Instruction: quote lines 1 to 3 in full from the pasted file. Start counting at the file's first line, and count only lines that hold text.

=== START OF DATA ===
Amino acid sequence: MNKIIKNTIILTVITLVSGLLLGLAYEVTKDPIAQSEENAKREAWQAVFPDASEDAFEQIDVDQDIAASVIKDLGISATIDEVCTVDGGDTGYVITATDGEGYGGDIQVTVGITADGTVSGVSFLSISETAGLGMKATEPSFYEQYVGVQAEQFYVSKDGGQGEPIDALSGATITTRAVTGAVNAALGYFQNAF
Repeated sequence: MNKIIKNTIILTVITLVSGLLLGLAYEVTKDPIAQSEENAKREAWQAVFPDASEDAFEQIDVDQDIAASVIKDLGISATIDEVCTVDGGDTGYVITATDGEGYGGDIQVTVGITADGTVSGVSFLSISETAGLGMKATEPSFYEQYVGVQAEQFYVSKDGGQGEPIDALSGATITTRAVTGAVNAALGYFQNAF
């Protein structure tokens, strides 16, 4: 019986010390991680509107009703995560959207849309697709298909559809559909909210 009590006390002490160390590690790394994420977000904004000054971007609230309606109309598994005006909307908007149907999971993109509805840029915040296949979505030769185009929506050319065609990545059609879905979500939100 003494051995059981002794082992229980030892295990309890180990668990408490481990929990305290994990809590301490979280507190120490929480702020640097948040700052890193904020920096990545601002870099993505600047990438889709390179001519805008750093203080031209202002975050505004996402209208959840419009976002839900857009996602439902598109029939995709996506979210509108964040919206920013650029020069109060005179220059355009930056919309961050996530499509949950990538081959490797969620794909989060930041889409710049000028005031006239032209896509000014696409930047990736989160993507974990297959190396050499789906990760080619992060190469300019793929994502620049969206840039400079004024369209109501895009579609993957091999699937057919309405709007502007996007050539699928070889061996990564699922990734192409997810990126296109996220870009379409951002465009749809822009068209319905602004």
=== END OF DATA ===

Amino acid sequence: MNKIIKNTIILTVITLVSGLLLGLAYEVTKDPIAQSEENAKREAWQAVFPDASEDAFEQIDVDQDIAASVIKDLGISATIDEVCTVDGGDTGYVITATDGEGYGGDIQVTVGITADGTVSGVSFLSISETAGLGMKATEPSFYEQYVGVQAEQFYVSKDGGQGEPIDALSGATITTRAVTGAVNAALGYFQNAF
Repeated sequence: MNKIIKNTIILTVITLVSGLLLGLAYEVTKDPIAQSEENAKREAWQAVFPDASEDAFEQIDVDQDIAASVIKDLGISATIDEVCTVDGGDTGYVITATDGEGYGGDIQVTVGITADGTVSGVSFLSISETAGLGMKATEPSFYEQYVGVQAEQFYVSKDGGQGEPIDALSGATITTRAVTGAVNAALGYFQNAF
């Protein structure tokens, strides 16, 4: 019986010390991680509107009703995560959207849309697709298909559809559909909210 009590006390002490160390590690790394994420977000904004000054971007609230309606109309598994005006909307908007149907999971993109509805840029915040296949979505030769185009929506050319065609990545059609879905979500939100 003494051995059981002794082992229980030892295990309890180990668990408490481990929990305290994990809590301490979280507190120490929480702020640097948040700052890193904020920096990545601002870099993505600047990438889709390179001519805008750093203080031209202002975050505004996402209208959840419009976002839900857009996602439902598109029939995709996506979210509108964040919206920013650029020069109060005179220059355009930056919309961050996530499509949950990538081959490797969620794909989060930041889409710049000028005031006239032209896509000014696409930047990736989160993507974990297959190396050499789906990760080619992060190469300019793929994502620049969206840039400079004024369209109501895009579609993957091999699937057919309405709007502007996007050539699928070889061996990564699922990734192409997810990126296109996220870009379409951002465009749809822009068209319905602004």